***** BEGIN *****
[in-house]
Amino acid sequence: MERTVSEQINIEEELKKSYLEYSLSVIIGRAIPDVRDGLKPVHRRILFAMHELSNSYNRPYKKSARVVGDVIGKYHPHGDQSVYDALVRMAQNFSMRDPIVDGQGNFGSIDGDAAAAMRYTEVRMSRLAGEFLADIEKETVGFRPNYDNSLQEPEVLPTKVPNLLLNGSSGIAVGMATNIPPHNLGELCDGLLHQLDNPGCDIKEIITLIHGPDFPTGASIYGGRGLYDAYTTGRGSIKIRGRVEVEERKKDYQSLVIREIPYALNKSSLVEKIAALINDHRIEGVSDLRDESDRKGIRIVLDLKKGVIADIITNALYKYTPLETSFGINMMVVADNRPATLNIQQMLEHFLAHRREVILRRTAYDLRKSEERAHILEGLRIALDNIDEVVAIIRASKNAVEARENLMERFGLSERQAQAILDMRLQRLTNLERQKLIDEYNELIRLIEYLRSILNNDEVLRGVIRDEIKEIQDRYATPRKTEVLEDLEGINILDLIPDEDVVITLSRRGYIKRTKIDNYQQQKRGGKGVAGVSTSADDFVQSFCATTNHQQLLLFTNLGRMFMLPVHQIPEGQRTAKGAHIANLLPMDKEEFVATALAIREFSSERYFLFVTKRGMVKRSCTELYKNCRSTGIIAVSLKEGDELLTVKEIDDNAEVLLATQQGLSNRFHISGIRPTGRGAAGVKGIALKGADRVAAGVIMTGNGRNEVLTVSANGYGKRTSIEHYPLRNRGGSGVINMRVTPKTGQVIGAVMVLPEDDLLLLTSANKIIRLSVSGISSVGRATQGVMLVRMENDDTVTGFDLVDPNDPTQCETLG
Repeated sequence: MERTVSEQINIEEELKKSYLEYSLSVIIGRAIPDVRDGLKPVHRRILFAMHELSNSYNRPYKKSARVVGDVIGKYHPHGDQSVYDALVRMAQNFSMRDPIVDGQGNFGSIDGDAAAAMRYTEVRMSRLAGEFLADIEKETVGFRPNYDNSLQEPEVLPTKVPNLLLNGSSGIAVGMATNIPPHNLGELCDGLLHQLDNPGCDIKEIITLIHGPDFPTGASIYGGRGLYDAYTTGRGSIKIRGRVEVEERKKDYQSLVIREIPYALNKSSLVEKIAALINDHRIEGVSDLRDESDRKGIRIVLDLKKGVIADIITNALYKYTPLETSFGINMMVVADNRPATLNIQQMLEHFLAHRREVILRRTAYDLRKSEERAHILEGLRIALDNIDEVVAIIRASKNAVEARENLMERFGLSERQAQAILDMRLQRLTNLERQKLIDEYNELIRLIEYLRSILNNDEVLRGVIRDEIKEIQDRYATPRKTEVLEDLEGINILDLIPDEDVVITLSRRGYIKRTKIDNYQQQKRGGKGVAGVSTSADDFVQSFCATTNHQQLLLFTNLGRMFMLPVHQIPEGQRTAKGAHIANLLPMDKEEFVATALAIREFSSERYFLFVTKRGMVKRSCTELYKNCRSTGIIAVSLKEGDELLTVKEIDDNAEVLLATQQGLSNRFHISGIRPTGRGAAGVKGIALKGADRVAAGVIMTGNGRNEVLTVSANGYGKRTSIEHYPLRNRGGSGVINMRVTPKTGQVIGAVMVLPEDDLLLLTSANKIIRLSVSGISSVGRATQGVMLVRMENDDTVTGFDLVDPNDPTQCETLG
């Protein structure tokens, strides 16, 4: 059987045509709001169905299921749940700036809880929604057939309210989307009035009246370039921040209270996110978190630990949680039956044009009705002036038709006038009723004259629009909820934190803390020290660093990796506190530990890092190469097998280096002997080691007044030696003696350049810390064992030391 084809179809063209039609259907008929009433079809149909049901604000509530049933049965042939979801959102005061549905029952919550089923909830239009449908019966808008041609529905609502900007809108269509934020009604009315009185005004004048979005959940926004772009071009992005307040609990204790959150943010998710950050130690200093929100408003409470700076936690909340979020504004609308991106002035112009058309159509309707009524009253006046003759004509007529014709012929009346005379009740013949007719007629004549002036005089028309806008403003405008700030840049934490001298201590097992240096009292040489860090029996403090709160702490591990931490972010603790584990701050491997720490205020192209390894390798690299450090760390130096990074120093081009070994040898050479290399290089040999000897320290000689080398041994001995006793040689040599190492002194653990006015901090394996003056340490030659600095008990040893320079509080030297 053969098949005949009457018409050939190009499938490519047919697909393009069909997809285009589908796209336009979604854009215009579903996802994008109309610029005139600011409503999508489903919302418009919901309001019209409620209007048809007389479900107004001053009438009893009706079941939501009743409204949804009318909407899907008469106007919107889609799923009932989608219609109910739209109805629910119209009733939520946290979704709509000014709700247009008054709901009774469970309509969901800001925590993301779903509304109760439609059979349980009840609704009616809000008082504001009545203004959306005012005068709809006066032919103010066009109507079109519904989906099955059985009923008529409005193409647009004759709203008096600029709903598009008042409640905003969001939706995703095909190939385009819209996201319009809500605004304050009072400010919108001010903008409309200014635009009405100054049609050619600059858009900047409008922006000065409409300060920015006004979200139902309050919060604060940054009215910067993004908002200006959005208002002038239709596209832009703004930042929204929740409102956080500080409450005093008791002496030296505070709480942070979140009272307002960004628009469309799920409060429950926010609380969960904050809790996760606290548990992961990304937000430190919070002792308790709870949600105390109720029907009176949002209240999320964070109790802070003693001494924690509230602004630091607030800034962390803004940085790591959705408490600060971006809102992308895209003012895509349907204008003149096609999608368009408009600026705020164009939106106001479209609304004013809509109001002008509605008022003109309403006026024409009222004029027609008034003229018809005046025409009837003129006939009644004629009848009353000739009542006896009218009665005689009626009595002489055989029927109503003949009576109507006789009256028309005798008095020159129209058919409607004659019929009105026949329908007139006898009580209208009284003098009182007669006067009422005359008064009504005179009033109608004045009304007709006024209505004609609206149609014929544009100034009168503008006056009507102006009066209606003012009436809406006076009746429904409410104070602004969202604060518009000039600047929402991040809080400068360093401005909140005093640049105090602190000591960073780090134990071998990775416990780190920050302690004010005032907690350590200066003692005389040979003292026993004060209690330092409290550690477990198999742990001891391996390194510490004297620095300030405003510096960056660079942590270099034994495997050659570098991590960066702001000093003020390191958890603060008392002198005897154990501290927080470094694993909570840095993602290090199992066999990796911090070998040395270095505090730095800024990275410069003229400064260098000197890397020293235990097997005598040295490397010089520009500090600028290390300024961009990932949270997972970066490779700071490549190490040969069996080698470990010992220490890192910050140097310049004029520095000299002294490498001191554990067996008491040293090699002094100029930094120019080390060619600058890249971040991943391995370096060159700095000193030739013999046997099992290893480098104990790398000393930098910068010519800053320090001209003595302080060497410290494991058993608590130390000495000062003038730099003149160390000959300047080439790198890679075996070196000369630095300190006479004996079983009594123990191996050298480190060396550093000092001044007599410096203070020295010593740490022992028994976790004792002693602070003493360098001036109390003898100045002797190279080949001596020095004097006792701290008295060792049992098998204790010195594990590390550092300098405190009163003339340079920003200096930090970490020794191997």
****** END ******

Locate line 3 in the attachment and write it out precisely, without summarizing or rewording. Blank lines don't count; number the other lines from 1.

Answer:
Repeated sequence: MERTVSEQINIEEELKKSYLEYSLSVIIGRAIPDVRDGLKPVHRRILFAMHELSNSYNRPYKKSARVVGDVIGKYHPHGDQSVYDALVRMAQNFSMRDPIVDGQGNFGSIDGDAAAAMRYTEVRMSRLAGEFLADIEKETVGFRPNYDNSLQEPEVLPTKVPNLLLNGSSGIAVGMATNIPPHNLGELCDGLLHQLDNPGCDIKEIITLIHGPDFPTGASIYGGRGLYDAYTTGRGSIKIRGRVEVEERKKDYQSLVIREIPYALNKSSLVEKIAALINDHRIEGVSDLRDESDRKGIRIVLDLKKGVIADIITNALYKYTPLETSFGINMMVVADNRPATLNIQQMLEHFLAHRREVILRRTAYDLRKSEERAHILEGLRIALDNIDEVVAIIRASKNAVEARENLMERFGLSERQAQAILDMRLQRLTNLERQKLIDEYNELIRLIEYLRSILNNDEVLRGVIRDEIKEIQDRYATPRKTEVLEDLEGINILDLIPDEDVVITLSRRGYIKRTKIDNYQQQKRGGKGVAGVSTSADDFVQSFCATTNHQQLLLFTNLGRMFMLPVHQIPEGQRTAKGAHIANLLPMDKEEFVATALAIREFSSERYFLFVTKRGMVKRSCTELYKNCRSTGIIAVSLKEGDELLTVKEIDDNAEVLLATQQGLSNRFHISGIRPTGRGAAGVKGIALKGADRVAAGVIMTGNGRNEVLTVSANGYGKRTSIEHYPLRNRGGSGVINMRVTPKTGQVIGAVMVLPEDDLLLLTSANKIIRLSVSGISSVGRATQGVMLVRMENDDTVTGFDLVDPNDPTQCETLG